G450C To Align Vendors During 450mm Transition

The Global 450 Consortium will seek to achieve die-to-die matching and other performance goals as it pushes toward the 450mm transition. With relatively few companies expected to build 450mm fabs, the G450C members are in a strong position to ask for coordinated technical targets.


By David Lammers
Innovation and synchronization among multiple companies do not often go hand in hand. But for the 450mm wafer transition to provide its full benefits, chip makers and their suppliers will need to do more than a simple wafer size scale up.

That may lead the Global 450 Consortium (G450C) to serve as the proving ground for efforts to more closely match the electrical results of production tools.

Ron Rinfet, director of Intel’s 450 program, said it will take “a lot of work to align the technical roadmaps, which is one of the roles of the G450C. The suppliers will use this as an opportunity to introduce incredible changes.”

Die-to-die matching is one of the two technical challenges facing the consortium, the other being the scale-up of the wafer size and the expected cost savings. In a presentation during Semicon West, Rinfet showed a slide detailing the role film variability in die to die matching, which will require cooperation on die-level electrical test results, uniform plasma density, improved thermal and thickness control, optimized pumping, and improved film stress management.

The 450 transition program, started within Sematech but now under CNSE’s management, has included tool performance specifications for several years, with Sematech program managers conducting day-long seminars on the performance targets of a range of 450mm tools.

Earlier this year, Qualcomm’s senior vice president of engineering, Michael Campbell, spoke at the Advanced Semiconductor Manufacturing Conference in Saratoga Springs, N.Y. He emphasized Qualcomm’s desire to make electrically compatible versions of the same mobile phone processors at two or more fabs.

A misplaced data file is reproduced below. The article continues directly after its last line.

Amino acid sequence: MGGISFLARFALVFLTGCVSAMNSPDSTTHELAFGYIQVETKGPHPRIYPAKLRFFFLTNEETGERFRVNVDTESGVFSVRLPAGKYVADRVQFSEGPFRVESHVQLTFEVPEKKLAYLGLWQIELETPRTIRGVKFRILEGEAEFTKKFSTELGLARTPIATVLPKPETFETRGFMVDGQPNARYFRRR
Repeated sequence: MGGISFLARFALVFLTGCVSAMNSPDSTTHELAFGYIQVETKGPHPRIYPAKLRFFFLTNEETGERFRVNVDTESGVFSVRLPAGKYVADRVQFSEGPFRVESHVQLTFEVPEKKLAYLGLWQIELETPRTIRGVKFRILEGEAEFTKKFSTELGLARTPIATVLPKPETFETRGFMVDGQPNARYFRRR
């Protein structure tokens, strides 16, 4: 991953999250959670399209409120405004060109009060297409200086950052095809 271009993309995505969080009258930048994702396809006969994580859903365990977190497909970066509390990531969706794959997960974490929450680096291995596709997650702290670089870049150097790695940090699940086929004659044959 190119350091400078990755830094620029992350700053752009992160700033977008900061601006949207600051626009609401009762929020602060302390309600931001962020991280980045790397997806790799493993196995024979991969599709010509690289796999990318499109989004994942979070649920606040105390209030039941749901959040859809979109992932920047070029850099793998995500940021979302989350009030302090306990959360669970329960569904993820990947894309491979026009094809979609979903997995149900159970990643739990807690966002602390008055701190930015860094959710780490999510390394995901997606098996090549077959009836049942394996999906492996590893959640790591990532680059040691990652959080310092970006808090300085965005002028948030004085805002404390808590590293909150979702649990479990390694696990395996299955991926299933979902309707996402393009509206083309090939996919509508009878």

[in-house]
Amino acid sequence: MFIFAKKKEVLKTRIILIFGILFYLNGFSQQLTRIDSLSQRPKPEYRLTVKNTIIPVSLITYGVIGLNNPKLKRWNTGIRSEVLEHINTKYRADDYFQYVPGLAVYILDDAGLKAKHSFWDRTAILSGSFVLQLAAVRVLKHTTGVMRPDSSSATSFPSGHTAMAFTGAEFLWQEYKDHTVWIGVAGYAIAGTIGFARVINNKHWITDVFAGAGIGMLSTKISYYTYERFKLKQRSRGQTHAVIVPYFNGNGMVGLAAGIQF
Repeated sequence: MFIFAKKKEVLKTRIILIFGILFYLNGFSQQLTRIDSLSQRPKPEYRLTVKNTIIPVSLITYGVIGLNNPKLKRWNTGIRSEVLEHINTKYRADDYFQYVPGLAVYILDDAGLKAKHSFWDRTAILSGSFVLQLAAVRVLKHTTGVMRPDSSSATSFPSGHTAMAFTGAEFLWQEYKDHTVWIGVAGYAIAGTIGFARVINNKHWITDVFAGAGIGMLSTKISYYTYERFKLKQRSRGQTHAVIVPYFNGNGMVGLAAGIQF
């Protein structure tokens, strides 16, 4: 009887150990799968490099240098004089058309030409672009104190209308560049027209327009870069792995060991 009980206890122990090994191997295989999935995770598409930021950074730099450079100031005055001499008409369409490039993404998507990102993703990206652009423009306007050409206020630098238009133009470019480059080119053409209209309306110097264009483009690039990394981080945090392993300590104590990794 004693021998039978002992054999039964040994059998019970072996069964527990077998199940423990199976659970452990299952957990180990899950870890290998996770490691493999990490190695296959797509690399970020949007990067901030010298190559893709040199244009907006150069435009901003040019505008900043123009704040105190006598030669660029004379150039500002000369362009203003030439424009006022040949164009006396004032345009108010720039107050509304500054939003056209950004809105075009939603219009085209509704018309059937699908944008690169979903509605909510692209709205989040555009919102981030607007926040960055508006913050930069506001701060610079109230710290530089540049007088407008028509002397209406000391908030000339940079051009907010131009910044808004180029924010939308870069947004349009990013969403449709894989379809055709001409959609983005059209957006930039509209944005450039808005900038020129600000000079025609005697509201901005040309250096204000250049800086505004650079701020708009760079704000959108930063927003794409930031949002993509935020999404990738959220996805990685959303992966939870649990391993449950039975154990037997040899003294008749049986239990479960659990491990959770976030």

Today, Qualcomm must use four different libraries for its foundry partners, adding to design complexity. And Campbell said getting two fabs within the same foundry to produce electrically compatible chips is a struggle. He pointed to the synchronization efforts at G450C as a means of solving the tool and fab matching goals needed by high-volume fabless companies such as Qualcomm.

Early on, the consortium’s main job is to move tools into the new NFX (NanoFab Xtension) building, nearing completion at the College of Nanoscale Science and Engineering (CNSE) in Albany, N.Y. From 2013 onward, the pilot line will serve as a test bed for methods to more closely align tool outputs, among other goals.

The G450C members currently include Intel, IBM, GlobalFoundries, Samsung, and TSMC, along with CNSE. Kirk Hasserjian, a vice president at Applied Materials, said there may be only five or six companies processing 450mm wafers, reflecting a savagely Darwinian selection process. During the current 300mm generation, about 25 companies are processing 300mm wafers, down from about 75 at the peak of the 200mm diameter.

In a consolidating industry, companies may rely more heavily on common components in order not to waste R&D dollars, Hasserjian said, emphasizing the need for the chipmakers to move to 450mm at roughly the same time using similar design rules. The clout of such few equipment buyers puts the G450C members in a strong position to ask for coordinated technical targets as they innovate their patterning, deposition, and other processes. And the equipment companies must deliver a further three nodes on 300mm tools as well, requiring leading edge equipment at both the 300mm and 450mm wafers sizes—an expensive prospect.